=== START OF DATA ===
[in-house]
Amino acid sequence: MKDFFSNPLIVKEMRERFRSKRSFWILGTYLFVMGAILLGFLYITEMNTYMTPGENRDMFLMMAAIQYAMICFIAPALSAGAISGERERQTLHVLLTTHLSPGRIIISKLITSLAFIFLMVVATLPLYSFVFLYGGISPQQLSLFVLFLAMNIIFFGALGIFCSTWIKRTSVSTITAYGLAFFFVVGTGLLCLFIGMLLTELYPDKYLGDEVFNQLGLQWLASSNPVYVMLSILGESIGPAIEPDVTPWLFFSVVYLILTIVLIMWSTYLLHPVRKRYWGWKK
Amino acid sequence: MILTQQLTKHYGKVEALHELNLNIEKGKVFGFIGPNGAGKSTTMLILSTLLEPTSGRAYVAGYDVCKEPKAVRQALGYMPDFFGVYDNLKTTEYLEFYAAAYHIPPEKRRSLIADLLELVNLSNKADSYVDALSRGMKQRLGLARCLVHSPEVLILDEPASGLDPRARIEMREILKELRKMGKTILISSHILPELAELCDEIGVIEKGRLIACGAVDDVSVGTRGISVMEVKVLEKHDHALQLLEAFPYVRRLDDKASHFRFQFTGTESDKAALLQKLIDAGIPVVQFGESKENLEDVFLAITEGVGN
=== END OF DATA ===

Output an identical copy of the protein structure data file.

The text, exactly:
[in-house]
Amino acid sequence: MKDFFSNPLIVKEMRERFRSKRSFWILGTYLFVMGAILLGFLYITEMNTYMTPGENRDMFLMMAAIQYAMICFIAPALSAGAISGERERQTLHVLLTTHLSPGRIIISKLITSLAFIFLMVVATLPLYSFVFLYGGISPQQLSLFVLFLAMNIIFFGALGIFCSTWIKRTSVSTITAYGLAFFFVVGTGLLCLFIGMLLTELYPDKYLGDEVFNQLGLQWLASSNPVYVMLSILGESIGPAIEPDVTPWLFFSVVYLILTIVLIMWSTYLLHPVRKRYWGWKK
Amino acid sequence: MILTQQLTKHYGKVEALHELNLNIEKGKVFGFIGPNGAGKSTTMLILSTLLEPTSGRAYVAGYDVCKEPKAVRQALGYMPDFFGVYDNLKTTEYLEFYAAAYHIPPEKRRSLIADLLELVNLSNKADSYVDALSRGMKQRLGLARCLVHSPEVLILDEPASGLDPRARIEMREILKELRKMGKTILISSHILPELAELCDEIGVIEKGRLIACGAVDDVSVGTRGISVMEVKVLEKHDHALQLLEAFPYVRRLDDKASHFRFQFTGTESDKAALLQKLIDAGIPVVQFGESKENLEDVFLAITEGVGN